Mackenzie Phillips, Sarah Palin and ghost writers
The sordid tell-all by Mackenzie Phillips and Sarah Palin's upcoming memoir bring us to the issue of ghost writing. Palin has been upfront from the beginning about her collaboration with Lynn Vincent, but Phillips doesn't list any co-author. Ghosting has a long tradition among celebrities and athletes (and speechifying politicians of all parties), and author Gail Farrelly, a frequent contributor to Read Street, gives us her view:
When I read about celebrity memoirs, my thoughts turn to ghostwriters, since it's rare for celebrities to write their own books. The concept of ghostwriting has always intrigued me, because it's hard for me to understand the willingness to let your own words, the product of your brain and imagination, be published under someone else's name. On the positive side, though, if you love to write and are good at it, maybe ghostwriting is not a bad gig. You earn a living at what you like to do, make good contacts, and see your work in print.
Ghostwriter Sandford Dody (he died this year on July 4 at the age of 90) was the subject of a recent article Ghostwriter Struggled With Life in Shadows in the Wall Street Journal. Celebrities such as Bette Davis, Helen Hayes, and Robert Merrill were among his subjects.
My favorite story in the article was the one about the book, First Person Plural, he ghosted for silent-screen star Dagmar Godowsky. The article quotes the opening sentences of her memoir: "It is my tragedy that the years have deprived me of my bad reputation. At one time my notoriety assured me of a marvelous evening. Now, Euclid would be fascinated to know, my circle has been squared." Terrific writing, no? Godowsky tried to convince the publisher that she had written the book herself. No dice. "They talked to her and realized she hadn't even read it," reports Granville McGee, Sandford Dody's partner.
In 1980 Dody published his own memoir, Giving Up the Ghost. Love the title. At that point (he somewhat softened his stance later), he was disgusted with celebrities and wrote, "The most suitable way to view stars is from a long way off.'' But in the 29 years since that comment was published, celebrities seem to be getting closer and closer. Right in our faces blabbing about their lives seems to be just where they want to be. Good grief! If they won't go away, couldn't they at least step back a little?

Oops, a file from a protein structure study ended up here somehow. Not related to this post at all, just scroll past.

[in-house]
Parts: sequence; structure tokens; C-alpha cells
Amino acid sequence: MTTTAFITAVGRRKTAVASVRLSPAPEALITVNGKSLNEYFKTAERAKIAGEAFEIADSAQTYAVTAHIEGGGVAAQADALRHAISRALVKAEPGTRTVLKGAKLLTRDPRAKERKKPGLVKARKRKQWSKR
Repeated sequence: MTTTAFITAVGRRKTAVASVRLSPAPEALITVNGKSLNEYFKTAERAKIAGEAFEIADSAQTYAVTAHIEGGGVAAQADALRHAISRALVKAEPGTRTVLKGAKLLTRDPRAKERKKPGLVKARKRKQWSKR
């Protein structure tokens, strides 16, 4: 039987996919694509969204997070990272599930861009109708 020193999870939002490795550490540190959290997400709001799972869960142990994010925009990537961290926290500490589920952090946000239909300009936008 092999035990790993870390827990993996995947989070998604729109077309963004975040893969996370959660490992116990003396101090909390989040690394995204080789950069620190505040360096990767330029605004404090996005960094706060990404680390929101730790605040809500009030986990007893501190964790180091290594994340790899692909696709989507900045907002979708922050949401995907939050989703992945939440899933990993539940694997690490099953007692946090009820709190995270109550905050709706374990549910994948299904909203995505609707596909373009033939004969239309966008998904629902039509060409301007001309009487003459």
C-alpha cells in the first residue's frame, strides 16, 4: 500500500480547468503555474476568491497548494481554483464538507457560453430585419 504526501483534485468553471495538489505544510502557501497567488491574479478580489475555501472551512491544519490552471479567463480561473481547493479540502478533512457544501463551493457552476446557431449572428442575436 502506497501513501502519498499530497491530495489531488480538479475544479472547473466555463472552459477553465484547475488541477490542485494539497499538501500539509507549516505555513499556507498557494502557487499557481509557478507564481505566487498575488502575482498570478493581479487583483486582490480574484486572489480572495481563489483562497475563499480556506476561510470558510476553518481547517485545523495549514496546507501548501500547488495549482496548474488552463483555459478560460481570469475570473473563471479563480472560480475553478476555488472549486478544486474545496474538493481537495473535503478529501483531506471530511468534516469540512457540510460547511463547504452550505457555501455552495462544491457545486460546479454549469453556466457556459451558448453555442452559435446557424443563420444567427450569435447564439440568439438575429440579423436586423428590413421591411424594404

Although it seemed Dody didn't particularly like his ghostwriting job, one online commenter (Peter Parrott) to the Wall Street Journal article reported that his own dad, sportswriter and baseball executive Harold Parrott, a ghostwriter of many baseball books, was very proud of his work and "never seemed to think it diminished him." Interesting. But then Parrott also had (as his son describes) a very successful executive career with the Brooklyn and Los Angeles Dodgers. In contrast, Sandford Dody was never a big success at the show business career he had once sought.
I wouldn't do well as a ghostwriter. No matter what the pay, I'd still be annoyed that the work wasn't acknowledged as mine. In addition, I'd be concerned that what I was writing wasn't true. I'm a compulsive fact checker; instead of getting on with the writing, I'd be out in the field checking and double checking. That wouldn't go over well with publishers these days!